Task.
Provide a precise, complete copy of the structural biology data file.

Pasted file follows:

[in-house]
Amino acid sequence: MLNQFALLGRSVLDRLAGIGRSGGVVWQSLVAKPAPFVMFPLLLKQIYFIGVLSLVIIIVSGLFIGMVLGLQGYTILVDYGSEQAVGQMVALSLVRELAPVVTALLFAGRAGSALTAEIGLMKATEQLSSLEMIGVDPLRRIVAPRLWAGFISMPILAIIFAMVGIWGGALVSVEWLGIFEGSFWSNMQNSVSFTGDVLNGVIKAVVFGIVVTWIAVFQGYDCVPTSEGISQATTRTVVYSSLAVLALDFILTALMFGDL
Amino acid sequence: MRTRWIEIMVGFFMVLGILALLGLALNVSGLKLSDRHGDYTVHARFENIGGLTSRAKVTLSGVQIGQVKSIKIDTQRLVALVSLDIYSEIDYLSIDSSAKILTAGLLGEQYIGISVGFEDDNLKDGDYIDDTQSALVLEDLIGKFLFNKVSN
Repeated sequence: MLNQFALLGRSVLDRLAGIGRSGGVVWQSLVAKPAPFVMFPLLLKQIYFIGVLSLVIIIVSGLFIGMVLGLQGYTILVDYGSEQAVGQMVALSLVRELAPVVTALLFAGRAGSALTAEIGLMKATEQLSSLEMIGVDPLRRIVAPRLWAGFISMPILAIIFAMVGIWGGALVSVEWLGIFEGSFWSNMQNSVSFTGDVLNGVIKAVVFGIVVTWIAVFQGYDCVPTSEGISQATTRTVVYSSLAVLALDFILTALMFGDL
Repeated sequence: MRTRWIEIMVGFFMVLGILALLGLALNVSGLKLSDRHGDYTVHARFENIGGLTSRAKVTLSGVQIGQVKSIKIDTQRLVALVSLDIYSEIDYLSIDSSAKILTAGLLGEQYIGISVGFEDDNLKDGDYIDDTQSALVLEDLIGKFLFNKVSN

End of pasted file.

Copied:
[in-house]
Amino acid sequence: MLNQFALLGRSVLDRLAGIGRSGGVVWQSLVAKPAPFVMFPLLLKQIYFIGVLSLVIIIVSGLFIGMVLGLQGYTILVDYGSEQAVGQMVALSLVRELAPVVTALLFAGRAGSALTAEIGLMKATEQLSSLEMIGVDPLRRIVAPRLWAGFISMPILAIIFAMVGIWGGALVSVEWLGIFEGSFWSNMQNSVSFTGDVLNGVIKAVVFGIVVTWIAVFQGYDCVPTSEGISQATTRTVVYSSLAVLALDFILTALMFGDL
Amino acid sequence: MRTRWIEIMVGFFMVLGILALLGLALNVSGLKLSDRHGDYTVHARFENIGGLTSRAKVTLSGVQIGQVKSIKIDTQRLVALVSLDIYSEIDYLSIDSSAKILTAGLLGEQYIGISVGFEDDNLKDGDYIDDTQSALVLEDLIGKFLFNKVSN
Repeated sequence: MLNQFALLGRSVLDRLAGIGRSGGVVWQSLVAKPAPFVMFPLLLKQIYFIGVLSLVIIIVSGLFIGMVLGLQGYTILVDYGSEQAVGQMVALSLVRELAPVVTALLFAGRAGSALTAEIGLMKATEQLSSLEMIGVDPLRRIVAPRLWAGFISMPILAIIFAMVGIWGGALVSVEWLGIFEGSFWSNMQNSVSFTGDVLNGVIKAVVFGIVVTWIAVFQGYDCVPTSEGISQATTRTVVYSSLAVLALDFILTALMFGDL
Repeated sequence: MRTRWIEIMVGFFMVLGILALLGLALNVSGLKLSDRHGDYTVHARFENIGGLTSRAKVTLSGVQIGQVKSIKIDTQRLVALVSLDIYSEIDYLSIDSSAKILTAGLLGEQYIGISVGFEDDNLKDGDYIDDTQSALVLEDLIGKFLFNKVSN